My Own Little Hall of Fame: Class of 1916

Refreshed from seeing our son, daughter-in-law, and grandchildren, I’m back to business. So it’s a new month and a new addition to My Own Little Hall of Fame. This time a pair of newly retired players, one from the everyday players list and one a pitcher.

Willie Keeler

Willie Keeler

“Wee” Willie Keeler was a star outfielder from 1892 through 1910. With a career average of .341 he managed to hit above .300 in the first 15 years of his 19 year career. Twice leading the National League in hitting, once at above .400, he was a key member of pennant winning teams in both Baltimore and Brooklyn. He led the NL in hits three times and in runs once.

Rube Waddell

Rube Waddell

George “Rube” Waddell was the premier strikeout pitcher of his era, winning strikeout titles in six consecutive seasons. His 349 strikeouts in 1904 is a record among pitchers throwing from a mound. He posted more than 20 wins four seasons and won two ERA titles.

Now the commentary:

1. The two men enshrined this time are easily the kind of men that would be elected to an existing Hall of Fame in 1916. Both were well-known and both had the kinds of numbers that impressed in the period.

2. Keeler, as is usual for the big names of the pre-1910 era, had a lot of hits, scored a bunch of runs, and had very high averages. He was also one of the players I was able to find out quite a bit about. He was extremely popular and well-known (He was elected to Cooperstown in 1939, very quickly after it was formed).

3. Waddell is a bit more problematic. He didn’t get anywhere near 300 wins, notching only 193. That’s not a lot for an era obsessed with high win totals among pitchers. He did, however, have an enormous number of strikeouts and was dominant for a while. The statement that his 349 strikeouts in a season is a record is correct for 1916. It has since been passed several times.ย His personality was a bit of a difficulty, which I ultimately decided was worth overlooking. There were a handful of things I found that seemed to indicate that some writers didn’t take him seriously enough to elect him to a 1916 Hall of Fame. Offsetting that was the knowledge that he was dead by 1915 (he died in 1914) and that should have led to a certain amount of sympathy vote.

4. The newly eligible for the Class of 1917 includes one certainty, Cy Young, and a handful of other players. Bill Dahlen, Roy Thomas, and Fred Tenney are probably the best of the everyday players coming up. All have a distinct problem from a 1917 perspective and Tenney is probably DOA Hall-wise. Deacon Phillippe and Jesse Tannehill (old Pirates teammates) show up with Young and probably, but not certainly, will have to wait if they are elected at all. Young would, I believe, so dominate the pitching list that all other pitchers would find themselves downgraded for at least that one year. Among Conributors, Bill Carrigan who won two World Series’ while manager of the Red Sox shows up. No idea at this point how much that achievement was lauded in the era. If he hangs around my ballot the chances are that early pioneer Bob Ferguson drops off.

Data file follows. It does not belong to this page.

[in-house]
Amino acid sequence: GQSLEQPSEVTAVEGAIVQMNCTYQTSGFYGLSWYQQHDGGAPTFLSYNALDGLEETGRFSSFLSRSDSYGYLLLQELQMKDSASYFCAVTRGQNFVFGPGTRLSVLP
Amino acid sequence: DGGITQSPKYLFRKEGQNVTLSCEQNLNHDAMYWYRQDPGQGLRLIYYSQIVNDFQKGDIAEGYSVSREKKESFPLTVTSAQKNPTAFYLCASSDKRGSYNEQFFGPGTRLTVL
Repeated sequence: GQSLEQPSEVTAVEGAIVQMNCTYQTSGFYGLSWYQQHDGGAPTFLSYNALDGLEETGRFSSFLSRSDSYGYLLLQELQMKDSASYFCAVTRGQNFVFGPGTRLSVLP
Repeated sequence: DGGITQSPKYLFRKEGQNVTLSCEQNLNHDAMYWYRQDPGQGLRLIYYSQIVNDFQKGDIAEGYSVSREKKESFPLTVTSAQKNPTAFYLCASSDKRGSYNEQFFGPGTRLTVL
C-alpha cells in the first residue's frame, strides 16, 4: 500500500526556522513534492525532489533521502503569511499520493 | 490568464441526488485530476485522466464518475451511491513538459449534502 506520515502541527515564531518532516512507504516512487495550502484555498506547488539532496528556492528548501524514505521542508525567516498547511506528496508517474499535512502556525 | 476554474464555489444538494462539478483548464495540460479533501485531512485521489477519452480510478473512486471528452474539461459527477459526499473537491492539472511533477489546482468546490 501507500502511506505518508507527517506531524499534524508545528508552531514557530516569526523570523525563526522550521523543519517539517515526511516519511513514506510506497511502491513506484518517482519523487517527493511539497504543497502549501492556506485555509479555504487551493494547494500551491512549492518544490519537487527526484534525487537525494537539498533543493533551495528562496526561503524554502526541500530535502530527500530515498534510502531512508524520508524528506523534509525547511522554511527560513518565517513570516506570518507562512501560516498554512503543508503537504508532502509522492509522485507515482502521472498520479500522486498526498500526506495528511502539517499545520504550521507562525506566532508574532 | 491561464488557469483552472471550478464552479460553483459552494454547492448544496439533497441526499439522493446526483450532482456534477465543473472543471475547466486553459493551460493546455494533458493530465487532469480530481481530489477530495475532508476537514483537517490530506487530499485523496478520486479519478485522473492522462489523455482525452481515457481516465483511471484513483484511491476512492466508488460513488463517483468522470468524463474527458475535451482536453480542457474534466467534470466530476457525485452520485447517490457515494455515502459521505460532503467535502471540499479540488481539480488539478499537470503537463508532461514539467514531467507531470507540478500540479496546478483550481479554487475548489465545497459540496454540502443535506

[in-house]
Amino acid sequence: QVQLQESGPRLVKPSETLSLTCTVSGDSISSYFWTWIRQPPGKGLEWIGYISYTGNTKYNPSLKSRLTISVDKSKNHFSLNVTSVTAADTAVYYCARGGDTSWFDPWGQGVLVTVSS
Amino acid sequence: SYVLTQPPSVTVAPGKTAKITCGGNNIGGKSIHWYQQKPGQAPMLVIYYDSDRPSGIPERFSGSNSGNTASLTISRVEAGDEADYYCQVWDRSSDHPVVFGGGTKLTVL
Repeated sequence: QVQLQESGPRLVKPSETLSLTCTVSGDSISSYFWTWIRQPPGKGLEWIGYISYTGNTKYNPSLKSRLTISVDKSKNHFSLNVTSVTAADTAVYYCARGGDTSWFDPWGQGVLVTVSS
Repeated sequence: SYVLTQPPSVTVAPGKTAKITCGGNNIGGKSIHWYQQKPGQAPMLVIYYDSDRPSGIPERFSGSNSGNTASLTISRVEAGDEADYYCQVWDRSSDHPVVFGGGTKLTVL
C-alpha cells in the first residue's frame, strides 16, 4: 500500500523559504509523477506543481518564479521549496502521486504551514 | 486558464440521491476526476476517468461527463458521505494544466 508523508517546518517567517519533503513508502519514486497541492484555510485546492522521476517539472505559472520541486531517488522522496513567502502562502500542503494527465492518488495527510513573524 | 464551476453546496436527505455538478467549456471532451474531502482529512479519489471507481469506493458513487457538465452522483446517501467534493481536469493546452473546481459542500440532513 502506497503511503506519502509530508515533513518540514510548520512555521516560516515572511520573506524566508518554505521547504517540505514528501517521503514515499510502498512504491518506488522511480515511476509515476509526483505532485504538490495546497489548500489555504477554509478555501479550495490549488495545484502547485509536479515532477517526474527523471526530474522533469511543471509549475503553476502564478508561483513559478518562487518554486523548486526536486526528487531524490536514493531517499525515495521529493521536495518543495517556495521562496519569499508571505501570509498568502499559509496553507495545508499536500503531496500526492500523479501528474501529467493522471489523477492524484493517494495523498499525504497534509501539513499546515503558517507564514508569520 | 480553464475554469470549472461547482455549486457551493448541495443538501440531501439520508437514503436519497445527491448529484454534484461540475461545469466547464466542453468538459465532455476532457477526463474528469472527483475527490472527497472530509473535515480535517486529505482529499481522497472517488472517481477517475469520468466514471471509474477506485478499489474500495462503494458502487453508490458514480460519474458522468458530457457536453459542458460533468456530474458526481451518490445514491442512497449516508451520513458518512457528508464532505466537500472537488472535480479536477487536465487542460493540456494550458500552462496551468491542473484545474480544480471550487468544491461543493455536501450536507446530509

5. The 1917 class puts me half way through this project. I intend to go through 1934 which will come in December next year and will get me very close to the opening of the actual Hall. That seems like a good place to stop. After announcing the 1917 class, I intend to do a post about what I’ve learned midway through this project. Hopefully, it will explain some about how I got to that point.

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8 Responses to “My Own Little Hall of Fame: Class of 1916”

  1. Miller Says:

    I’m with you on Waddell. I think the writers of his time would have appreciated the strikeouts. And the sympathy vote can’t be discounted.

    Regarding Cy and 1917, let’s fast-forward 98 years and note Pedro, Unit, and Smoltz all got in together. I don’t know that Phillippe and Tannehill reach your standard, but I don’t know that Cy should hold them back either.

    Great stuff! Thanks.

    • verdun2 Says:

      Not sure what to do with Phillippe or Tannehill. Both, especially Phillippe because of the 1903 World Series, were much more famous than they are today. I’ve got a month to figure it out.
      Thanks for reading.
      v

    • wkkortas Says:

      I agree with Bill on Rube, plus you have to factor in what you talked about as far as the fame factor goes–I think we sometimes forget just how complete a hold the game had on the public in the early portion of the 20th Century, and Waddell was a highly publicized figure in his time. And, again, sorry about the mess in the kitchen while you were out.

  2. The Baseball Bloggess Says:

    Welcome back … and an extra big hoorah for Wee Willie Keeler!

    Keeler would say that he went 700 at bats without striking out (covering the end of 1895, all of ’96, and the start of ’97), batting nearly .400 during the run. Researchers pawed through the records and said that wasn’t true … they could find instances of him striking out at least twice during each full season in question. So, uh, that’s still good, right? ๐Ÿ™‚

  3. Gary Trujillo Says:

    Welcome back! Sorry about the beer cans…and the girl in the other room is leaving soon. :/

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